19 year old freshman at UNC Asheville majoring in atmospheric sciences. I'm deaf and proud of it :) Twitter: @KyleNoel15
By: Bluestorm5 , 3:04 PM GMT on May 03, 2014
Hey, y'all! I hope the year of 2014 is off to a wonderful start for y'all. Well, we're now in the month of May which mean the traditional start of 2014 Atlantic hurricane season on June 1st is quickly approaching. The month of May is also the best time to release a yearly hurricane season forecast as well. I know some bloggers on Weather Underground like to release their forecast a little earlier on March or April, but I prefer to release my forecasts as close to deadline as possible because of accuracy. First of all, no one should ever depend heavily on seasonal hurricane forecasts as we all found out the hard way last year. 2013 hurricane season was expected by many to be an active one with the number of storms, hurricanes, and major hurricanes to be above normal. However, we ended up with 14 storms, 2 hurricanes, and 0 major hurricane (normal season is 12 storms, 6 hurricanes, and 3 major hurricanes). My forecast last year was 14-18 storms, 6-8 hurricanes, and 2-4 majors. Technically because I got the number of storms correct last year, I was one of 15 winners out of 142 WU bloggers for trHUrrIXC5MMX's (now MaxWeather) contest. Last year, I chose to go against the consensus and predicted a calmer season. Even so, my forecast still busted horribly like nearly every tropical meteorologists, WU bloggers, and weather geeks did. The bust was so bad that the infamous Colorado State University hurricane forecasting research team nearly ran out of funds for their wonderful project that had been going for around 30 years now. Seasonal hurricane forecasts are not perfect, but that's the beauty of science. Even if we know that the forecast isn't going to be great, at least we're still trying so we can learn something new so we can become better at forecasting. As for myself, I've gotten a lot more forecasting practice since the first day of college last August. I spent about hundred days total forecasting in WxChallenge for eleven cities around this country. I did very well, finishing ranked 208th in nation out of 2,000 forecasters while winning a trophy for the best 8 days forecast for Grand Forks, North Dakota among 500-750 freshmen & sophomores. I also finished 4th out of 25 UNCA forecasters for the year as well. Doing WxChallenge forecasts almost everyday in college definitely help me become a better forecaster as well as picking up more meteorology knowledge and what to expect from computer models as well as recognizing trends from them. I am confident that doing these forecasts will help me with hurricane season forecast as well. Now that I got higher confidence in my forecasting skills, I believe I can do much better with this year's forecast than the last several years combined. Now, it's time to discuss what to expect for 2014 hurricane season in Atlantic basin.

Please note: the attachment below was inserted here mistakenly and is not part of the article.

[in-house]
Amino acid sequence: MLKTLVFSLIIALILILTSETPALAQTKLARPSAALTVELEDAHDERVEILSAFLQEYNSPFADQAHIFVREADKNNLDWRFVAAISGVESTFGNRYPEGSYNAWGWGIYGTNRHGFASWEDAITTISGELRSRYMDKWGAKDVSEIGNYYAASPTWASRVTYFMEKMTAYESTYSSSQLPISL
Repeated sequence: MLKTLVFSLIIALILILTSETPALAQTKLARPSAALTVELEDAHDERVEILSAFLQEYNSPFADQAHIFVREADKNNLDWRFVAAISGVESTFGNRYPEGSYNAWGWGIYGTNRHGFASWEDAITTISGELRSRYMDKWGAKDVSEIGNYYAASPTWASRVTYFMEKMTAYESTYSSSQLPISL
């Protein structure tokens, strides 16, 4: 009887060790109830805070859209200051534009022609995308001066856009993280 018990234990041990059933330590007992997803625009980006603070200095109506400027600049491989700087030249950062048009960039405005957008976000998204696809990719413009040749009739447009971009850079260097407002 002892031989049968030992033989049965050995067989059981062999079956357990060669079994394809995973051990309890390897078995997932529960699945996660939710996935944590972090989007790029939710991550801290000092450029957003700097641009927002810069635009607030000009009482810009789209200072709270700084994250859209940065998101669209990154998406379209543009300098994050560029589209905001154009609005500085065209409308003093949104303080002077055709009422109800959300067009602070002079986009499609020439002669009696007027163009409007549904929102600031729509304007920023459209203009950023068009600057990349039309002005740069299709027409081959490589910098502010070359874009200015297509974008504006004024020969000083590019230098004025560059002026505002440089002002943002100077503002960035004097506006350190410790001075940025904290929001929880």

LOOKING AT OCEANIC AND ATMOSPHERIC PATTERNS
I don't think many people realize how global the effects of oceans are to our planet's atmosphere, especially when it comes to weather in United States of America. Atmospheric patterns for certain locations on this planet heavily depends on how much warmer (positive phase) or cooler (negative phase) the oceans are comparing to normal. Meteorologists call them climate oscillations. Like the activity of almost all weather in USA, the activity of an Atlantic hurricane season depends on what the conditions are like for oscillations in several places. For this forecast, we'll focus on three oscillations: El Nino-Southern Oscillation (ENSO or El Nino), Pacific Decadal Oscillation (PDO), and Atlantic Multidecadal Oscillation (AMO). The most important one out of these three for Atlantic hurricane is the phase of El Nino-Southern Oscillation. During a year with positive ENSO phase (also known as El Nino event) when the water of equatorial Pacific is very warm, the air above the ocean will be warmer as well. Warm air over Pacific will rise up into the atmosphere because it's more dense than cold air. As result, we get more thunderstorms and the outflow from these storms will lead to higher wind shear across Gulf of Mexico, Caribbean Sea, and Cape Verde region of Atlantic Ocean. Higher wind shear is not healthy for tropical cyclones because it'll tilt the structure of the storm and kills it. Bottom line: El Nino events typically lead to less active than normal hurricane seasons in Atlantic Ocean. Now, it's time to discuss the current phase of El Nino-Southern Oscillation. It has been five years since we last got an El Nino event in Pacific heading into Atlantic hurricane season, the last one during the year of 2009. However, the end to the streak of non-El Nino years seem imminent heading into 2014 hurricane season. A strong westerly wind burst occurred over Pacific this past winter resulted in Kelvin wave been created in waters of Central Pacific. With an anomaly of 6° Celsius (Figure 1), this is the most impressive Kelvin wave ever observed. The anomaly of this current Kelvin wave is even warmer than the one in 1997 leading to "Super El Nino" event.
Figure 1: Climate Prediction Center's weekly ENSO update as of April 28, 2014
However, there was an episode of easterly winds during that temporarily stalled the eastward movement of Kelvin wave which lead to a stall in the warming of Pacific in ENSO region (Figure 2). Because of this, it's unlikely we'll see "super" El Nino similar to the one in 1997. However, westerly winds should resume at some point in May or June and this powerful Kelvin wave will move toward eastern equatorial Pacific. Once this wave start surfacing over there, El Nino event will start with a massive surface warming of equatorial Pacific that will release a lot of warm air into the atmosphere (Figure 3).
Figure 2: Official El Nino daily value from website TropicalTidbits run by WU blogger Levi Cowan. You can clearly see the stall during April.
Figure 3: Here's GIF of El Nino events of 80s and 90s from NOAA. Note how the warming started in eastern Pacific and spread out westward. If you can't get this GIF to work, just open this image in new tab and that should do the trick.